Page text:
Companies running critical infrastructure on windows boxes learned they better not

  • I think the hackers need to hire some ... I don't know ... would it be "actuaries" that could make a good estimate for the ransom amount that would yield the highest total payout? Perhaps they do and I don't know what I'm talking about, but I think $300 per machine must be way above optimal.

    Remember supply & demand curves from econ 101? The lower the price, the greater the demand for your "decryption service". And in this case, the supplier's cost is negligible so the demand curve is all that matters

    • by gnick ( 1211984 )

      Demand goes infinite as the price approaches $0, and disappears as the price goes too high.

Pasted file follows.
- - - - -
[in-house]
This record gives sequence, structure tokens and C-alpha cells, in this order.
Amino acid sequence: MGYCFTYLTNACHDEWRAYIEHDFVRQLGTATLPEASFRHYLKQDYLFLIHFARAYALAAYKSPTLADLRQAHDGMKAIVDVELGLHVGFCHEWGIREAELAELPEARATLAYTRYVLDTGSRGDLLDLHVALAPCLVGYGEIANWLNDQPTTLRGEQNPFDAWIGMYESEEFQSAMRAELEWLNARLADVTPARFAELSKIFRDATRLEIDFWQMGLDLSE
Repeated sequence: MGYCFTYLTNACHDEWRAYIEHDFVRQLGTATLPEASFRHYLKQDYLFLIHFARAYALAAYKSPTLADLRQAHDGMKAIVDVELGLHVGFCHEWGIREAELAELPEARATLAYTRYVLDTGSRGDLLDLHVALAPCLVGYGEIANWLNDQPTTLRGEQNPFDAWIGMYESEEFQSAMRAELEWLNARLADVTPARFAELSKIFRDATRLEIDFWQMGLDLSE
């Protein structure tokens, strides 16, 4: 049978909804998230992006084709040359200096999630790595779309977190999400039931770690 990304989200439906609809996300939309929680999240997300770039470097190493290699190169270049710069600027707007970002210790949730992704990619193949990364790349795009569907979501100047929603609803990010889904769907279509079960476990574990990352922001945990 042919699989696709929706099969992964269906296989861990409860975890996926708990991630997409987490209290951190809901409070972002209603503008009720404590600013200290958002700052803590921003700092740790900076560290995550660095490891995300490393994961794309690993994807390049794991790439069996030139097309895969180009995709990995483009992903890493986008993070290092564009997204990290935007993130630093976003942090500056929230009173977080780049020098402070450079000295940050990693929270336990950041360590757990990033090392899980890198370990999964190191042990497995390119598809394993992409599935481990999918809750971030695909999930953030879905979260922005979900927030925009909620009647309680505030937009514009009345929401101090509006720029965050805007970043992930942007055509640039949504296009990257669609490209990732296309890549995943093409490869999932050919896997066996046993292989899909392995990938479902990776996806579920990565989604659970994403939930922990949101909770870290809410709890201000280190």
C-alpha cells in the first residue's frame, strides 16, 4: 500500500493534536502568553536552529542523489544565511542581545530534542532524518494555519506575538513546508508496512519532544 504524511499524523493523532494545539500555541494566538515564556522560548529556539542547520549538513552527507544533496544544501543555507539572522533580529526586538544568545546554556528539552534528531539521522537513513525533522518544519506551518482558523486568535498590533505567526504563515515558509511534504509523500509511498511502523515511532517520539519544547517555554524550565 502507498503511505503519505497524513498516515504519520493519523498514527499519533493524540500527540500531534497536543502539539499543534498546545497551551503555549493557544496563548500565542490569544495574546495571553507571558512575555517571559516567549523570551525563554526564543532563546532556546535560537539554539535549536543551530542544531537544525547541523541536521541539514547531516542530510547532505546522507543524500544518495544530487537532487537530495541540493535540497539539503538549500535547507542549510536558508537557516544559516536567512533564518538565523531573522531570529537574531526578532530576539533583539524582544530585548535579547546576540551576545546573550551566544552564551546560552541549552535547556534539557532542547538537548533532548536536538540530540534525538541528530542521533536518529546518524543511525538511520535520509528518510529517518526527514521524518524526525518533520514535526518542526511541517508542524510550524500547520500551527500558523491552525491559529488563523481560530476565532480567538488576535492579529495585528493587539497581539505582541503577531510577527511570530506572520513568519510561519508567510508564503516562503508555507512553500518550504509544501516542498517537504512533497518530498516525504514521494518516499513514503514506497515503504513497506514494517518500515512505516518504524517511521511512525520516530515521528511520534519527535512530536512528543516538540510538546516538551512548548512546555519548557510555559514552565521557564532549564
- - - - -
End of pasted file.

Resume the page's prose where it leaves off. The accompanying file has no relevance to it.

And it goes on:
Demand will never exceed the number of machines infected - Not infinite. Lower, in fact, because a lot of victims don't have and will not create a bitcoin wallet even for a $1 ransom.

  • Don't run Windows!!! Christ, how many critical pieces of infrastructure are built around the most insecure OS in history? Wake up, people!!
    • agreed however in a corporate environment people demand them for legacy apps... if thsts the case the system administrators should have turned off SMB version 1 a LONG time ago

      either way there is no way that the companies should have a problem and this is a money spinning exercise for the AV companies who should be given very little money having not solved spam problems...


  • Maybe I'm wrong, but a lot of problems could be stopped by humans, or human intervention. As far as I know they aren't cyborgs yet, and are still immune to digital viruses. Sure you might spend a few bucks more on a human, but I see advantages to doing this.

Some people have a great ambition: to build something that will last, at least until they've finished building it.